Absurdly Driven looks at the world of business with a skeptical eye and a firmly rooted tongue in cheek. 

I sometimes have days, weeks even, when nothing surprises me. 

Then, seemingly out of thin ether, along comes perhaps a very small thing and I descend into marveling and even the odd, uncontrollable bout of chuckling. 

This week's candidate involves, surprisingly, an airline.

American Airlines, to be precise.

This vast carrier has decided to make a few changes to its inflight safety video.

What, you might hiss, could be surprising about that? 

Perhaps some rules have changed. Perhaps the airline has decided to emphasize a different aspect of its procedures.

In this case, however, American is -- according to View From The Wing -- changing its safety video because passengers couldn't stand how it ends. 

You see, having reminded you of all the things you have to do to keep yourself safe on the plane, a (possibly) Flight Attendant says you should ask the cabin crew for anything you need, because "as always we're here to make your flight great, coz great is what we're going for."

This seems typical corporate gobbledy-blah-di-blah, doesn't it?

Oh, but then whole groups of American Airlines employees emerge onto the screen cheering away, as if the airline had just won the Gold Medal in the Great Airline Olympics In The Sky.

This is what seems to have endangered the state of passengers' nerves.

Here they were, say, sitting after a three-hour delay, still not knowing how late they were going to be or when they'd get a glass of water.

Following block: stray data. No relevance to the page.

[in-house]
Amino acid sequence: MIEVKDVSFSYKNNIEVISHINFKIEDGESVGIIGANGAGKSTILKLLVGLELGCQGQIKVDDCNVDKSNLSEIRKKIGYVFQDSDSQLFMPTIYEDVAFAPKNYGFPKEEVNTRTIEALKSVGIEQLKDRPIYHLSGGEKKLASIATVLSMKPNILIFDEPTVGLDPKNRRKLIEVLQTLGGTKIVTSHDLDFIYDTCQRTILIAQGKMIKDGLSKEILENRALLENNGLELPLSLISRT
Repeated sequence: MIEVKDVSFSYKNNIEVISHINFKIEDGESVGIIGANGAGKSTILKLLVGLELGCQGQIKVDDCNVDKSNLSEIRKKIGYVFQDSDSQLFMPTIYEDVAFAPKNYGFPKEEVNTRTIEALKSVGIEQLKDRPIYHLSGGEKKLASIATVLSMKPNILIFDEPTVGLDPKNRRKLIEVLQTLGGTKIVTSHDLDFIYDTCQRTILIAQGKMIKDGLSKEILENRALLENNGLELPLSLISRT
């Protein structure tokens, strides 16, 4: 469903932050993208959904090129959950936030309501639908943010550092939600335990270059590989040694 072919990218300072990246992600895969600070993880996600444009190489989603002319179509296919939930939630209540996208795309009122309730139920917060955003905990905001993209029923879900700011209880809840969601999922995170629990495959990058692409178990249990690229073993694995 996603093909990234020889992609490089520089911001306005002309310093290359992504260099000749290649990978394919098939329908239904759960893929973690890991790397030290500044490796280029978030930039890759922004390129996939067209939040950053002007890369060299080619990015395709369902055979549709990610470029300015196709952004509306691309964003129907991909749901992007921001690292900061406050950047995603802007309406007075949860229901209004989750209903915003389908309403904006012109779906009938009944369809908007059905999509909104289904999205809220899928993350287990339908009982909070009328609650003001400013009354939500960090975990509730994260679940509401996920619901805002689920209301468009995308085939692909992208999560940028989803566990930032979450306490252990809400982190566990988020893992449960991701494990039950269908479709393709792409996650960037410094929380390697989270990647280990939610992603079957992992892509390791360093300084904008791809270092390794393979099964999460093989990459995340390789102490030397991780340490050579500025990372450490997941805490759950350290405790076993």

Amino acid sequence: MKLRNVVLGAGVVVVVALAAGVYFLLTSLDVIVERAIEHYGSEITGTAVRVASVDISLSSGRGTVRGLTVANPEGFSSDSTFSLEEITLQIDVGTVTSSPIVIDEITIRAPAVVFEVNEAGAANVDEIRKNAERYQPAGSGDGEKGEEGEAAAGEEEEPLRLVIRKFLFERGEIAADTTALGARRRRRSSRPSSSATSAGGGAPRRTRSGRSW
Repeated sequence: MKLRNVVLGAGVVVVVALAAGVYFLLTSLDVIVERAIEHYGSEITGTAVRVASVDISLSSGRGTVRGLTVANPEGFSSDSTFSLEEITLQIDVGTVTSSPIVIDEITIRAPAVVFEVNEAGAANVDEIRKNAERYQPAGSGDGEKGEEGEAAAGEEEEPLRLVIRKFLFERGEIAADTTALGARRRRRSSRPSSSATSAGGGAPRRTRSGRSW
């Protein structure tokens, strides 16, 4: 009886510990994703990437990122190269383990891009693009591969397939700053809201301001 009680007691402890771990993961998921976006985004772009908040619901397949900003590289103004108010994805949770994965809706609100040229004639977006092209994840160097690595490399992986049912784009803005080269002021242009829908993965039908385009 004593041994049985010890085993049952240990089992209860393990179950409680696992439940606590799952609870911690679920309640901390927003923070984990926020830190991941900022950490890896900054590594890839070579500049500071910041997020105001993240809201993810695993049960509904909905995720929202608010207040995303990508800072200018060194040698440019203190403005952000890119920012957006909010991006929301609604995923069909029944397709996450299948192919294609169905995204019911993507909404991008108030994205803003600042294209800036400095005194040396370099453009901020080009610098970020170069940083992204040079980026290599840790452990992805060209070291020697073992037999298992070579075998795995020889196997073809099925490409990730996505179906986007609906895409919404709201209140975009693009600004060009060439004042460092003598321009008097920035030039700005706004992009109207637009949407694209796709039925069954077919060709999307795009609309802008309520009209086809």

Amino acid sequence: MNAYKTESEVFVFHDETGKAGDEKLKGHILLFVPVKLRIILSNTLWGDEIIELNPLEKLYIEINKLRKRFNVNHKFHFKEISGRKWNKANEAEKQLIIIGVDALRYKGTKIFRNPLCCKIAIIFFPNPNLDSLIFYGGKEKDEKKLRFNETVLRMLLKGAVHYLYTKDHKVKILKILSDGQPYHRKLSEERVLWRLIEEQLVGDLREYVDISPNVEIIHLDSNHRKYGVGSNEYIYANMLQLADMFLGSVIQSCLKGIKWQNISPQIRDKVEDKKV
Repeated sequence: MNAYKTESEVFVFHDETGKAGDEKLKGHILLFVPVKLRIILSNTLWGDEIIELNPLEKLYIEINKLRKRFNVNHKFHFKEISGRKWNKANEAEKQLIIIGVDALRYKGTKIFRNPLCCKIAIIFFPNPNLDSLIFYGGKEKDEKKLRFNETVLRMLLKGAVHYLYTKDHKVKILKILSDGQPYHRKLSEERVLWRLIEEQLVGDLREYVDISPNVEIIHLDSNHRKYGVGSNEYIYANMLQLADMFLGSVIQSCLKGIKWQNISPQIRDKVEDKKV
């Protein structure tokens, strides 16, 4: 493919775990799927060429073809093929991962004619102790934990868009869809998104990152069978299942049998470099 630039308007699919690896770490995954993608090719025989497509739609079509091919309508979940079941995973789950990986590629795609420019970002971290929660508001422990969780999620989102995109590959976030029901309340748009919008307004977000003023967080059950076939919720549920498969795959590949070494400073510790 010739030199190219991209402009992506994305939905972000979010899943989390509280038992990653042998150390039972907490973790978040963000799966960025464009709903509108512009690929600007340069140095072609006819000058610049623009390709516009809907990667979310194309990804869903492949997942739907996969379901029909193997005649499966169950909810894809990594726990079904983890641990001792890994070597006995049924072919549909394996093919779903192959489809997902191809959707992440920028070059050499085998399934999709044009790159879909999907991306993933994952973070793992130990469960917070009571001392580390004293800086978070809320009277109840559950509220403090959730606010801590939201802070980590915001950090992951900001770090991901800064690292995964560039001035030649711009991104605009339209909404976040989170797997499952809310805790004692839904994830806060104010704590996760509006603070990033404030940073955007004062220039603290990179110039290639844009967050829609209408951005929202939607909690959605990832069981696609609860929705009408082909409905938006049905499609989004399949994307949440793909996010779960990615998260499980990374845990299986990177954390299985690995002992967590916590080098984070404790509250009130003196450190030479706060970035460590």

And there was American Airlines cheering away, proclaiming its greatness.

Which may have made one or two passengers want to thump -- or even offer a less than discreet Glasgow Kiss to -- the screen in frustration.

Internal American Airlines communication seen by View From The Wing says: "We've adjusted the ending to dial down the cheering at the very end, and faded the music out to be subtler."

When you're creating a piece of communication in isolation, context can be hard.

It's easy to forget what circumstances the communication will be seen in by your customers.

They might not have bought into the corporate rah-rah quite as well as you. Or even at all.

They might be in a very different frame of mind than you are in that warm editing suite.

One of the main jobs of an airline is to put the passengers in the right mood.

One way that some European airlines do it -- especially the British ones -- is the soothing tones in which the pilots speak. 

There's something so reassuring about that.

On the other hand, how many times have I been on a Virgin America flight -- fine, though they can be -- and pleaded that they turn the volume on the safety video down.

Much as I secretly enjoy the painfully catchy tune. 

It's heartening to know that American Airlines cares enough about its video (and even its passengers) to do something about it.

I asked the airline how many passengers had complained about it.

A spokeswoman would only reveal: "After listening to the feedback of our team members and customers we made edits to the end of our safety video."

Ah, so that cabin crew didn't think the cheering was warranted either?